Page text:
Raiders Quarterback 1979–1986
By Cam Russo
Q: You spent eight years with the Raiders. What is one of your
favorite memories during that time?
Plunkett: “Although we won two Super Bowls, that first Super
Bowl means more to me than anything else. After struggling in
New England, playing for San Francisco for two years, getting
cut, resigned. Got here and was behind Ken Stabler and then
Dan Pastorini. I mean after, I guess my tenth year, to finally
do what every player dreams of, getting to and winning a Super
Bowl. It was quite a road well-traveled for me. It culminated in
a Super Bowl victory. I am very proud of that fact.”
Q: In that first Super Bowl, the Raiders were the AFC Wildcard.
Were underdogs fitting for that group of players? What made that
championship run so special?
Plunkett: “Without a question! Mr. Davis brought in a bunch
of different parts, players and brought them all together. The
culmination was in a Super Bowl win for the Raiders. It was a
great time for me. I played with some tremendous people, guys
on the team. I really enjoyed their company, comradery. All the
things that make a sport, football, fun.”
Q: You weren’t the starting quarterback on the depth chart at the
beginning of each championship run. How did you stay prepared
for your opportunity when it arrived?
Plunkett: “Well, just like I did the first time. I had to bide my time.
They had Stabler. Then they brought in another quarterback
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after they traded Stabler to Houston, in Pastorini. I certainly
don’t want anyone to get hurt, which happened to Marc Wilson.
He won one game, lost his second, was in the process of losing
his third and may not have finished the season anyway...then I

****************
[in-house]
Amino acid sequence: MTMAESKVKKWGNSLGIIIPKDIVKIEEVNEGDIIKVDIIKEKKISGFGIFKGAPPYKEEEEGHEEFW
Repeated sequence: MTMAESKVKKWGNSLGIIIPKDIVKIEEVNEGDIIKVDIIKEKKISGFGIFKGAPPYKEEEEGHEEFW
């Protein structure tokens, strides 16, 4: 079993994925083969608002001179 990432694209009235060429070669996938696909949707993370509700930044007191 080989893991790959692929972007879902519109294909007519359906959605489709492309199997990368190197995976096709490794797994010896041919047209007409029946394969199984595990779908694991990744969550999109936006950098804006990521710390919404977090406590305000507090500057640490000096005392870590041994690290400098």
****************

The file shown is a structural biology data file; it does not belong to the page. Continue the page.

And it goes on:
would have been back in that spot and helped the Raiders win.
In 1983, Marc got hurt after the third game when I came back
on. The rest is history as they say. We got to the Super Bowl. We
were a really good football team in 1983 and 1984.”
Q: What kind of mentality do you need to have as a quarterback,
whether you are the starter or coming off the bench?
Plunkett: “Coming off the bench, most the time, is more difficult
in some ways because you don’t get the preparation all week
long. You got to attend the meetings, watch practice and you
only get a few reps so it’s a little hard coming off the bench.
On the other hand, your opponent hasn’t seen you in a while or
ever and you come off the bench and you do things that they
haven’t been studying for all week. They were watching the
other quarterback and sometimes you can take advantage of
those things that they don’t know about you as a quarterback.”
Q: As a native of San Jose, Calif., local prep star and Heisman
Trophy winner at Stanford; How did it feel to play for a team close
to home later in your career?
Plunkett: “To come back and be successful in your hometown
area was a great feeling. All of a sudden you hear from friends